Attorney Chris Rehmet On the Wrongful Death of Deputy Chad Key By Repeat DWI Offender

Last week’s blog, entitled Personal Injury, Drunk Driving and Repeat Offenders, focused a statistic kept by MADD (Mother’s Against Drunk Driving) concerning DWI and repeat offenders. MADD tells us that the average drunk driver drives under the influence 80 times before they are arrested once. This statistic is scary, because it means that the average drunk has endangered a large number of people by driving under the influence repeatedly before they are caught.

 

Tragically, this statistic played out in Grayson County last Saturday drunk drivernight, when Ricky Trent Stanley, Jr., hit and killed Grayson County Sheriff Deputy Chad Christian Key when Stanley was allegedly under the influence of alcohol.  Stanley was free on bond stemming from an August 2012 arrest for DWI – 3rd at the time he killed Deputy Key. Stanley has been convicted of DWI two times, once in 2002 and again in 2004, according to WFAA.

 

I am not a statistician, but if the number of times Mr. Stanley has been caught driving under the influence (4) is multiplied by the MADD statistic (80), then Mr. Stanley has most likely driven under the influence something like 320 times. Mr. Stanley resides in Whitesboro or the Sherman area when he’s not living in the county jail, or a prison. I hope he stays incarcerated for a long time, because incarceration may be the only way to make sure he’s not driving under the influence on the same roads as my family, friends, and fellow community members.

 

Mr. Stanley has little control over his life at this point. By choosing to repeatedly drive under the influence, he has given up his freedom. He is currently incarcerated in a county jail other than Grayson County, because the Grayson County Sheriff fears for Mr. Stanley’s safety if he remains in the local jail. According to the Grayson County Jail Records, it appears Stanley is being investigated for murder, intoxication manslaughter, and his bond for DWI-3rd has been revoked. If convicted of these charges, Mr. Stanley will most likely be sentenced to a lengthy stay in prison. Mr. Stanley is currently 28 years of age.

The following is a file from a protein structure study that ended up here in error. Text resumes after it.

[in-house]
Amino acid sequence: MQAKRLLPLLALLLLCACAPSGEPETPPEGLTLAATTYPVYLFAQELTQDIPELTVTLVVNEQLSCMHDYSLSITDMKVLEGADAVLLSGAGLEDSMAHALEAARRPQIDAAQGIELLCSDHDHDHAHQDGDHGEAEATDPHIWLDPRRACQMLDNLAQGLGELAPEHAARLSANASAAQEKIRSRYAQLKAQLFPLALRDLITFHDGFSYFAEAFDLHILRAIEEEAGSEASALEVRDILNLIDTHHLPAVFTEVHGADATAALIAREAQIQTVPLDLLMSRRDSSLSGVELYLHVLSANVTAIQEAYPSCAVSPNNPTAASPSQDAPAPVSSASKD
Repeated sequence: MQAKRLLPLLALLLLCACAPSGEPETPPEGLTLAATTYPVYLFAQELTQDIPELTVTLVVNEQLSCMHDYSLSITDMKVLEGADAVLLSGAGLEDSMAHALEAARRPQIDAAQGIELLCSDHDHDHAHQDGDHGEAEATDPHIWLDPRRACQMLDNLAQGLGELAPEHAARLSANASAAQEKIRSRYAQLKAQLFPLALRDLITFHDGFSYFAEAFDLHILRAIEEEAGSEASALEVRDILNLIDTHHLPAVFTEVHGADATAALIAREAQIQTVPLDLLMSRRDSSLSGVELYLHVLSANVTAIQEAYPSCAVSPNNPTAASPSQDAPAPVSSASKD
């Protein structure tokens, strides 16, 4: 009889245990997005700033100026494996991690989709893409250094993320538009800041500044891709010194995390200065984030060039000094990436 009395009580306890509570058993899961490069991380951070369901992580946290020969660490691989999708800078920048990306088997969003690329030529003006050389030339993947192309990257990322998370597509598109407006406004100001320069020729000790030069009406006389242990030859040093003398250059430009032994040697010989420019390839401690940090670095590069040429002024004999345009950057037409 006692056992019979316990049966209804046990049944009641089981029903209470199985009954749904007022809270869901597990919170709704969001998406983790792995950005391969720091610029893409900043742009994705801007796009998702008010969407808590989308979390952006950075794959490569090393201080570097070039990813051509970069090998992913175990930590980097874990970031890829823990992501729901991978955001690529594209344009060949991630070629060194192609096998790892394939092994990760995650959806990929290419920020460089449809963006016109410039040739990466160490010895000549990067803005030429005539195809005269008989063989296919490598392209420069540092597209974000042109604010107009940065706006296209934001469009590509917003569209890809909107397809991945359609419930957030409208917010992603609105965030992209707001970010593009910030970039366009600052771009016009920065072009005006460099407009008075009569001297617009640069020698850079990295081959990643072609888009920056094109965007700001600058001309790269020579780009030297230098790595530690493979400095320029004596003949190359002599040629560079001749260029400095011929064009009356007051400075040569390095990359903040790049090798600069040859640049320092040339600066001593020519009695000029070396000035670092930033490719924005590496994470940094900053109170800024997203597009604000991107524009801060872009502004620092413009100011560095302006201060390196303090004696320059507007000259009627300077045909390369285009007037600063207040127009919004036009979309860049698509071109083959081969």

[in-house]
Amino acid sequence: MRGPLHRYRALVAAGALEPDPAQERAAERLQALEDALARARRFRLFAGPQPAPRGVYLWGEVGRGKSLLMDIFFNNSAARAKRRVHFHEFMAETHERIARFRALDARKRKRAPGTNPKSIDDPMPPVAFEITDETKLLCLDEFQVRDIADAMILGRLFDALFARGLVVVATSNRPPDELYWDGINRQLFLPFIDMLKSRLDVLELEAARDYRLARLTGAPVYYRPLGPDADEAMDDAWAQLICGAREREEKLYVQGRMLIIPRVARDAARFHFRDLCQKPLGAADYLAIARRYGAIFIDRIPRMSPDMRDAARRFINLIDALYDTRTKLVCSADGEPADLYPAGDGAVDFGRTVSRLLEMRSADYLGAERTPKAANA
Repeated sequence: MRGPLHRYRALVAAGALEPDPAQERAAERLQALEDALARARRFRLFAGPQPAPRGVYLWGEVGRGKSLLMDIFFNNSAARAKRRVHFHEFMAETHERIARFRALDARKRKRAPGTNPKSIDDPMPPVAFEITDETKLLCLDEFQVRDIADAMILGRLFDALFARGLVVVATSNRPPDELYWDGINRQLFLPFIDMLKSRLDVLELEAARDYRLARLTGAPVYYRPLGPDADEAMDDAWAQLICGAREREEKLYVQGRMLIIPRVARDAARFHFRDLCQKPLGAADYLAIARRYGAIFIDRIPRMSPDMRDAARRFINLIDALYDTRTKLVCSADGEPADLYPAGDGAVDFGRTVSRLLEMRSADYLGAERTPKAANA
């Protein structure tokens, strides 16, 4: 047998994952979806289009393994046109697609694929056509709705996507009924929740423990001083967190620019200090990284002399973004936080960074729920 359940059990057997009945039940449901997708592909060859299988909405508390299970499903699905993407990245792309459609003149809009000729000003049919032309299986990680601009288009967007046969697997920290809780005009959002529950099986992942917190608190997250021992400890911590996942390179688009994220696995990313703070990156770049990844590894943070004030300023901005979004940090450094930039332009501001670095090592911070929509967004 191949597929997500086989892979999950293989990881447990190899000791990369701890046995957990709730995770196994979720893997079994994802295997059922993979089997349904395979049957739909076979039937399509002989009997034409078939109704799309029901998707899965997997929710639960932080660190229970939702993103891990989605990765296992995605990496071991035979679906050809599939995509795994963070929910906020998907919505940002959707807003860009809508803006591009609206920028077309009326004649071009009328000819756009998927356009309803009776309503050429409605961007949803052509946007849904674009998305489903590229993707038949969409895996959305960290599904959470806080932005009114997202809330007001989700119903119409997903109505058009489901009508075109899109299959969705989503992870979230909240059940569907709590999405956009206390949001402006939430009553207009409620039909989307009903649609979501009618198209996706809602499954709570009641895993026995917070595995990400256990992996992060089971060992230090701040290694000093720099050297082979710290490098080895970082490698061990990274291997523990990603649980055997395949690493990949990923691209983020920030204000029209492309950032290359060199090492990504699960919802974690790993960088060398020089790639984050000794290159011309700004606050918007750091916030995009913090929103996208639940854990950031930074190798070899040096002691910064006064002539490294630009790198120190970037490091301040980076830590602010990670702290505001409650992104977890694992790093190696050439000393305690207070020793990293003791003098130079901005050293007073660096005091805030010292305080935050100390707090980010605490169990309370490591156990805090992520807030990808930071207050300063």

Mr. Stanley has given up more than his ability to live in the community. He has civil liability to the family of Deputy Key. Deputy Key was married and had three children. Deputy Key’s parents are both still living. The fact is, Mr. Stanley was negligent (careless) when he drove under the influence. Beyond being careless, Chad Keyhe was reckless. He understood the risks of DWI, yet he chose to drive under the influence anyway. The law calls this gross negligence. Mr. Stanley’s negligence and gross negligence caused the death of Deputy Key. Mr. Stanley is, therefore, liable for Deputy Key’s death including all of Deputy Key’s medical bills, physical pain, mental anguish, and funeral expenses. Mr. Stanley is liable to Mr. Key’s surviving parents who must bury their son.  He is liable to a wife left alone.  He is liable to Deputy Key’s children who lost a father. Mr. Stanley is also liable for punitive damages, which are damages calculated to punish Mr. Stanley for acting in such a stupid and reckless fashion.

 

To make matters worse, Deputy Key was a widower. According to his obituary, his first wife, Andrea, passed away in December of 2004. Andrea was the mother of Deputy Key’s first two children, one of whom is twenty years old, and the other is ten years of age. These children are now without a mother or a father. Deputy Key later remarried and has a small baby who is just several months old. Mr. Stanley has left the two older children orphaned, and the youngest without ever knowing his father.
 
What does Mr. Stanley owe these people for what he has done to them?

 

The losses are large. Personally, I hope Mr. Stanley is sued, and a district court in Grayson County enters a large judgment against Mr. Stanley which accounts for all of the loss he has inflicted upon Deputy Key and his family. Judgments for damages caused by drunk driving cannot be discharged in bankruptcy.  Should Mr. Stanley ever get out of prison, his liability to the Key family should be waiting for him.

 

There is no amount of money that will bring Deputy Key back to his family. No judgment will ease their suffering. Even still, Mr. Stanley deserves to be held accountable for the devastation he has caused to this family.

 

My thoughts and prayers are with the family of Deputy Chad Key.